Cast: SJ Suryah, Regina Cassandra,
There’s a scene in Nenjam Marappathillai where Selvaraghavan (almost) steps into another Tamil auteur’s territory. There’s a blind man with black glasses, so you know which director I’m talking about. But there’s more. There’s the abundance of Christian imagery. We have a religious woman, a fundamentally good woman named Mariam (Regina Cassandra). If she’s named after the mother of Jesus, her situations are often paralleled with the Son of God. Let’s just say her life on this earth comes with a crown of thorns. Anyway, back to the old man. He offers Mariam some meen kuzhambu. He then sets off to buy some bread to go with it. I thought of the Lord’s miracle with loaves and fishes.
I also wiped an imaginary tear and thought: God bless our twisted auteurs! Finally, we are reaching a stage in our cinema where an eccentric authorial stamp is replacing “story” (nalla kathai) and “messaging” (nalla karuthu). Nenjam Marappathillai is far from perfect, but scene for scene, it’s a thrilling portal into the mind of Selvaraghavan. Some of you may remember the older film with the same name, directed by Sridhar. That was a simple reincarnation drama. This one’s a complex reincarnation drama. We may be witnessing the birth of Jesus all over again, and His “crucifixion” on Good Friday, and His subsequent Resurrection, so to speak. There’s a line in this Good vs. Evil story: Sorgam… naama paakara paarvai la dhaan irukku! Heaven is how we perceive it. The small irony is that a good part of the film takes place in some version of Hell.
That’s the mansion Mariam takes up employment in, looking after a young boy whose very rich parents have very little time for him. The very moment she walks through the gate, she feels some kind of supernatural shock. Her nose begins to bleed. But if people heeded these warning signs, horror movies wouldn’t exist—so Mariam carries on, bearing her cross (the one that hangs from a chain around her neck) and her Cross (the suffering she will put herself through in order to help the orphanage she was raised in). By the end, you may be left asking questions like: But what about that orphanage? But what about this child? And what happened to the blind man? Selvaraghavan 2.0 (or is it 3.0?) doesn’t believe in closure, and at least in this movie, this wasn’t a deal-breaker.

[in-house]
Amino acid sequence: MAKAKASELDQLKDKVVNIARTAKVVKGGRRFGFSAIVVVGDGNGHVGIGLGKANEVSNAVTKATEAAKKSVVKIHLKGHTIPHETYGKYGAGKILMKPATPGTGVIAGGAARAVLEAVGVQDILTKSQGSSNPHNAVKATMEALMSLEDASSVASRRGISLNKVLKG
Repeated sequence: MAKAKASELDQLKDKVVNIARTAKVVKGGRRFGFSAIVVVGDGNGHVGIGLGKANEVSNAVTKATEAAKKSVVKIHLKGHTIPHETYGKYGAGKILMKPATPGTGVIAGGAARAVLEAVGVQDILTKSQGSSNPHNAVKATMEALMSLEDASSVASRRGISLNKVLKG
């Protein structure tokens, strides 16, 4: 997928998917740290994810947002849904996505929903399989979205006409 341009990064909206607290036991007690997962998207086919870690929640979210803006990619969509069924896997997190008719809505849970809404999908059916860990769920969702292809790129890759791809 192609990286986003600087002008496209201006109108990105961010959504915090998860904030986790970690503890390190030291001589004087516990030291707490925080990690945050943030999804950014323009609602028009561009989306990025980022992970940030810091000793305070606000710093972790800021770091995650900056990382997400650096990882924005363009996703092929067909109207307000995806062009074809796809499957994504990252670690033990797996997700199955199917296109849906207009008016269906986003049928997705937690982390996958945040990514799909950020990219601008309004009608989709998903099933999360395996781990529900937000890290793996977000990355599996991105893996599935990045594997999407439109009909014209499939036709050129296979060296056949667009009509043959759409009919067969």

The man of the hell-house is named Ramaswamy (after our Lord Rama?) but prefers to call himself Ramsay (after the horror-specialist Ramsay brothers, or after the New Testament scholar, Sir William Ramsay?) The film is full of these question marks, which Selvaraghavan isn’t out to clarify. He isn’t out to make a regular “horror movie” either. Nenjam Marappathillai features a horrific act, sure, but tonally speaking it’s a brand new genre: horror + drama + laugh-out-loud comedy. The latter is courtesy SJ Suryah (he’s Ramaswamy, aka Ramsay), and he pitches his glorious performance at a level between Sathyaraj in his thagadu-thagadu days and Sivaji Ganesan at his hammiest. People describe Ramaswamy/Ramsay as MGR (he’s so generous), but watch him utter the word “rascal”, and it’s Sivaji you’ll remember. The “ras” is in one pitch. The “cal” is in another. It’s like his voice is climbing an aural staircase.
Selvaraghavan builds his OTT (in a good way) movie around this OTT performance to such an extent that we almost forget that Mariam was supposed to be the protagonist. Both halves of the film are a stunning series of set pieces (a conversation in the servants’ quarters, a song-and-dance in a police station), and after a while I stopped wondering if the “story” was making much “sense”. One avatar of Ramaswamy/Ramsay is a rock star bathed in neon colours (Arvind Krishna is the cinematographer), and that’s the character’s id. Or maybe it’s Selvaraghavan’s id. In a “straight” movie like NGK, these outrageous flourishes stick out. But in a genre piece like this, they crack open a window and let in much-needed air. They make the inevitable clichés breathe again.
Even Selvaraghavan’s trademark characterisation—where it’s less about a consistent “arc” than people dialling up that particular emotion at that particular moment—becomes an asset here. When Swetha (Nandita Swetha) keeps flipping between “wife who ignores her husband as he goes to work” and “wife who defends her husband to death”, it’s as unnerving as her character transformation at the end. (There’s a Big Twist is all I’ll say.) Selvaraghavan’s biggest triumph in Nenjam Marappathillai is in subverting the “nalla kathai”/“nalla karuthu” movie wisdom that we are supposed to root for the Good Guy and cheer on the destruction of the Bad Guy.
The most controversial plot point involves a rape, which refuses to provide the catharsis we expect. Again, I cannot say more, but I was equally stunned by how another female character reacts to it. The film has some pacing issues and I wished the Big Idea had been planted in the screenplay a little earlier. This is also a movie that plays with your head more than it touches the heart. (That’s not a problem as such, but it may be interesting to see how our audiences tune into aloof mind games.) But with all its issues, Nenjam Marappathillai—propelled by a grand Yuvan Shankar Raja score that matches the director’s intensity and eccentricity—is the best thing Selvaraghavan has made in ages. Maybe breathing fresh life into stale genre premises is really his thing.